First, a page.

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Dime packages should make return

The key element of the feared Ravens defenses of the past is finally ready to be unleashed.

Evan Habeeb-USA TODAY Sports

Ranking first in Greg Garcia's favorite defensive stat, DVOA, the key to Chuck Pagano's 2011 defense was the use of three safety packages. Dean Pees made use of them in 2012, probably due to the presence of legendary safety Ed Reed manning the deep middle of the field.

Kendrick Lewis' addition should open the door to the return of  three safety packages in Baltimore. Composing of the aforementioned Lewis, the solid Jeromy Miles and the immensely talented Will Hill as the nickel linebacker, a role Bernard Pollard thrived in under Pagano. Substituting size for speed could be the answer to stopping the high powered spread offenses making waves across the league.

Daryl Smith, now a year older, Should not be asked to drop back 20 yards deep as a tampa 2 linebacker. Tampa 2 days, as proved by Monte Kiffin 2013's absolute train-wreck of a defense, are dead. Substituting Smith for Hill allows the defense to get more creative and perhaps even more blitz happy.

It would look like this. A three wide receiver set would be matched by either Lardarius Webb or Kyle Arrington in the slot. Depending on size match-ups, the outside receivers would be matched on one side by either Webb or Rashaan Melvin and Jimmy Smith would blanket the opponent's  boundary wide receiver. Will Hill would line up beside C.J Mosley in an Eric Berry role and Miles and Lewis would line up 10-20 yards deep as the two deep safeties.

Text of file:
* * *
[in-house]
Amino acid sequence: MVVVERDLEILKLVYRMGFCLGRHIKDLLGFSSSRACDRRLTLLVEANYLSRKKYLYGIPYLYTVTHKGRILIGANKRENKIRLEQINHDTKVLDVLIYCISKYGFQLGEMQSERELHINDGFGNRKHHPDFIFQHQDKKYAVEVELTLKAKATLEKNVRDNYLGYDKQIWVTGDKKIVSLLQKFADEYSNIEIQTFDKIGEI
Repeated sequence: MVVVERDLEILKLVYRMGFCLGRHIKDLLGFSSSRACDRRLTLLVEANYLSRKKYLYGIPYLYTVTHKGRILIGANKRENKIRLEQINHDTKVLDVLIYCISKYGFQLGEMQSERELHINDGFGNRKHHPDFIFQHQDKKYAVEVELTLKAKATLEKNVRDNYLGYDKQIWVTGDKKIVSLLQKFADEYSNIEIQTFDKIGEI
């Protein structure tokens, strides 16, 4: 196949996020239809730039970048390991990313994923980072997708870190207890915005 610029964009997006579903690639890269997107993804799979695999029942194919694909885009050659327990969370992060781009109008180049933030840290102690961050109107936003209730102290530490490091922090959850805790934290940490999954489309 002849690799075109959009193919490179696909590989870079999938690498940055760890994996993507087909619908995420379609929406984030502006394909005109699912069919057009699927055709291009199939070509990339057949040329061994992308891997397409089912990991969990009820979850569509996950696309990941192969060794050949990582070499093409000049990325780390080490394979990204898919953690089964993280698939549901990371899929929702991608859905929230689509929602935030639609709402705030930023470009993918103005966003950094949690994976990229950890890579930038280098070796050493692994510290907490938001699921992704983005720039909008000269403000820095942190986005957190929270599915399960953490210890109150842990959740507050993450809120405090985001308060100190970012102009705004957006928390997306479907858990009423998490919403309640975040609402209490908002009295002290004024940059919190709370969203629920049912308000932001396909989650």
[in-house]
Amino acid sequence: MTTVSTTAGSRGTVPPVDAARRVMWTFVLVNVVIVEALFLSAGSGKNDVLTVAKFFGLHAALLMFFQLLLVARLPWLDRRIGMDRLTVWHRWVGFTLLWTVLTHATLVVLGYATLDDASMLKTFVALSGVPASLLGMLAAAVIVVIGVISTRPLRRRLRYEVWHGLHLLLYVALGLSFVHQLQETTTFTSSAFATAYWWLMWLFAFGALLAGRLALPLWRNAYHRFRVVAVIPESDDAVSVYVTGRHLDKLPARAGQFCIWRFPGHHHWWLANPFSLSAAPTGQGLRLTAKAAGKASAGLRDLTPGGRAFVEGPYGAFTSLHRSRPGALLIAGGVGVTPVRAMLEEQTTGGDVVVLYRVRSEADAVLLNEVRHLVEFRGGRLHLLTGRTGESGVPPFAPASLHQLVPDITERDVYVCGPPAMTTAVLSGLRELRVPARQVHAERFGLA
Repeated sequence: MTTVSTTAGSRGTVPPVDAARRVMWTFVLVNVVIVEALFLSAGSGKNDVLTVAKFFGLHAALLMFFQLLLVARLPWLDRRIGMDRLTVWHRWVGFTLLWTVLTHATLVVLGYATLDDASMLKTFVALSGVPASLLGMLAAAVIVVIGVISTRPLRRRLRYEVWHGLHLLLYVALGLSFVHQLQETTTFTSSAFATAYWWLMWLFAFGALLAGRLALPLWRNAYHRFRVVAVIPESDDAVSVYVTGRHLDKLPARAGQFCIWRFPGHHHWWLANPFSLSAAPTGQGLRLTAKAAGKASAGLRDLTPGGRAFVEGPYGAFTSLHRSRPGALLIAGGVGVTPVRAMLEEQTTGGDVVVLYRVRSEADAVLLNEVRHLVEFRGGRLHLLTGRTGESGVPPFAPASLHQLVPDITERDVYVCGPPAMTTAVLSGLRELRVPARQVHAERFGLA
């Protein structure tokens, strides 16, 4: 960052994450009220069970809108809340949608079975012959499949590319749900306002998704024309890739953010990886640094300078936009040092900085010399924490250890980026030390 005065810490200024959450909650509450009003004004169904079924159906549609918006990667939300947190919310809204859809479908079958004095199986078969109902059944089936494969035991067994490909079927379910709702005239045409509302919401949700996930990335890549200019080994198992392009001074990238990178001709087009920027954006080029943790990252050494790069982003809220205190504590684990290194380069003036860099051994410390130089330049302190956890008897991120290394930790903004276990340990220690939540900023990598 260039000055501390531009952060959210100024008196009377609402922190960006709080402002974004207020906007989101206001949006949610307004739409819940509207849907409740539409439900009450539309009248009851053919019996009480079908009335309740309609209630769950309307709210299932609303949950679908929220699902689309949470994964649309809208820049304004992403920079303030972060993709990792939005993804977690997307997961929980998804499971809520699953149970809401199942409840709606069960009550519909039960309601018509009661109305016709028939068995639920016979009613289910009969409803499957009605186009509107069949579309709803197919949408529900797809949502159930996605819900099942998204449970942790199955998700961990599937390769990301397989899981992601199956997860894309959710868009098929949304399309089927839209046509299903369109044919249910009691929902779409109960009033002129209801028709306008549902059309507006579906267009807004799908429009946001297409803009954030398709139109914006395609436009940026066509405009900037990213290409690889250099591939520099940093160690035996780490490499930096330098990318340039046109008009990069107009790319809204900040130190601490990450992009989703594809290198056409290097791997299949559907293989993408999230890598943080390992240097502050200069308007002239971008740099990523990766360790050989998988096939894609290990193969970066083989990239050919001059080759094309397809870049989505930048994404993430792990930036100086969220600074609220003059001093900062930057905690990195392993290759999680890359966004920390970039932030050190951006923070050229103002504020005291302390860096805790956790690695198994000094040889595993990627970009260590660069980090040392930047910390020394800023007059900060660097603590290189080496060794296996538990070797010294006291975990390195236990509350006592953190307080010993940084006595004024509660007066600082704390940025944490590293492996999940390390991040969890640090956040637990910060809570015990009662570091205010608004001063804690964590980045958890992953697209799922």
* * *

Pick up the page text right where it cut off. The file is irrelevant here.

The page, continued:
The dime package is what allowed the Kansas City Chiefs to field the NFL's best pass defense. Their scheme squeezed out talent out of rather average players like Ron Parker, Hussain Abdullah and rookie Phillip Gaines. The whipping they delivered the patriots, the same team who made mince meat out of the Ravens soft zone concepts, did not happen by accident.

Today's NFL calls for more speed than size. Teams now use small safeties as linebackers, and that type of player is becoming more and more common. The Seatle Seahawks, the Arizona Cardinals and the Buffalo Bills are all examples of teams who field elite defenses due to the heavy use of extra defensive backs. The Detroit Lions and the Carolina Panthers employ safety like linebackers in DeAndre Levy and Thomas Davis which spearheads their defense.

The dime package also opens up the blitz packages that made Rex Ryan and Chuck Pagano so famous. Defensive backs, when blitzing are naturally much faster than most linebackers. The loss of Pernell Mcphee will without doubt hurt the Ravens pass rush. Manufacturing pressure could become a necessity.  Having packages with Lardarius Webb in the slot will also maximize the blitz's effectiveness, as proved by his performance against the Bengals in week 10 of 2013, where he almost single handily won the game.

The options are there. Even the forgotten Arthur Brown could make a return to nickel packages as a blitzer where blinding speed could be of use. The table is set. The pieces are in place. Whether they will be employed is another story.